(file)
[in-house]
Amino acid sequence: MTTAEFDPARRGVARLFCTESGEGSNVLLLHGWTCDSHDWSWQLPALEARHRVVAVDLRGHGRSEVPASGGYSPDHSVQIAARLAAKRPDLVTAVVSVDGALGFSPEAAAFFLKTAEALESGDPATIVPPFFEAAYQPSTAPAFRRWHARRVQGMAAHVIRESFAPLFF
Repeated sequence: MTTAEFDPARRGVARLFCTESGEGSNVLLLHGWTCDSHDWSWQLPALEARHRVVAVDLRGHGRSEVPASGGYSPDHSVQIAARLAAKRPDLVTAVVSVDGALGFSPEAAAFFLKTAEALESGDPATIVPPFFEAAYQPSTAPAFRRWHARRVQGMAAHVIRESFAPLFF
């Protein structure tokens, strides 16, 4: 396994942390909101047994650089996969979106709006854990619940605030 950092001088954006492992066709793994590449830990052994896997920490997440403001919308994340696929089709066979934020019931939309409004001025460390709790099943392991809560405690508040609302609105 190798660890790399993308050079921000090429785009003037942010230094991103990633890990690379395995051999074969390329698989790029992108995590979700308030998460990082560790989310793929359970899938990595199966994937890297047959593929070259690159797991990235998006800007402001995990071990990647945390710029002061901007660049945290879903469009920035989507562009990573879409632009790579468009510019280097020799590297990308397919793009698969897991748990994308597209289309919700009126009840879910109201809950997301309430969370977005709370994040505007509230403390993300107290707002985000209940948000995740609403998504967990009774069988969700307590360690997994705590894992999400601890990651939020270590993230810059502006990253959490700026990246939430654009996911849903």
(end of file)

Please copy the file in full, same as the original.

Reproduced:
[in-house]
Amino acid sequence: MTTAEFDPARRGVARLFCTESGEGSNVLLLHGWTCDSHDWSWQLPALEARHRVVAVDLRGHGRSEVPASGGYSPDHSVQIAARLAAKRPDLVTAVVSVDGALGFSPEAAAFFLKTAEALESGDPATIVPPFFEAAYQPSTAPAFRRWHARRVQGMAAHVIRESFAPLFF
Repeated sequence: MTTAEFDPARRGVARLFCTESGEGSNVLLLHGWTCDSHDWSWQLPALEARHRVVAVDLRGHGRSEVPASGGYSPDHSVQIAARLAAKRPDLVTAVVSVDGALGFSPEAAAFFLKTAEALESGDPATIVPPFFEAAYQPSTAPAFRRWHARRVQGMAAHVIRESFAPLFF
């Protein structure tokens, strides 16, 4: 396994942390909101047994650089996969979106709006854990619940605030 950092001088954006492992066709793994590449830990052994896997920490997440403001919308994340696929089709066979934020019931939309409004001025460390709790099943392991809560405690508040609302609105 190798660890790399993308050079921000090429785009003037942010230094991103990633890990690379395995051999074969390329698989790029992108995590979700308030998460990082560790989310793929359970899938990595199966994937890297047959593929070259690159797991990235998006800007402001995990071990990647945390710029002061901007660049945290879903469009920035989507562009990573879409632009790579468009510019280097020799590297990308397919793009698969897991748990994308597209289309919700009126009840879910109201809950997301309430969370977005709370994040505007509230403390993300107290707002985000209940948000995740609403998504967990009774069988969700307590360690997994705590894992999400601890990651939020270590993230810059502006990253959490700026990246939430654009996911849903």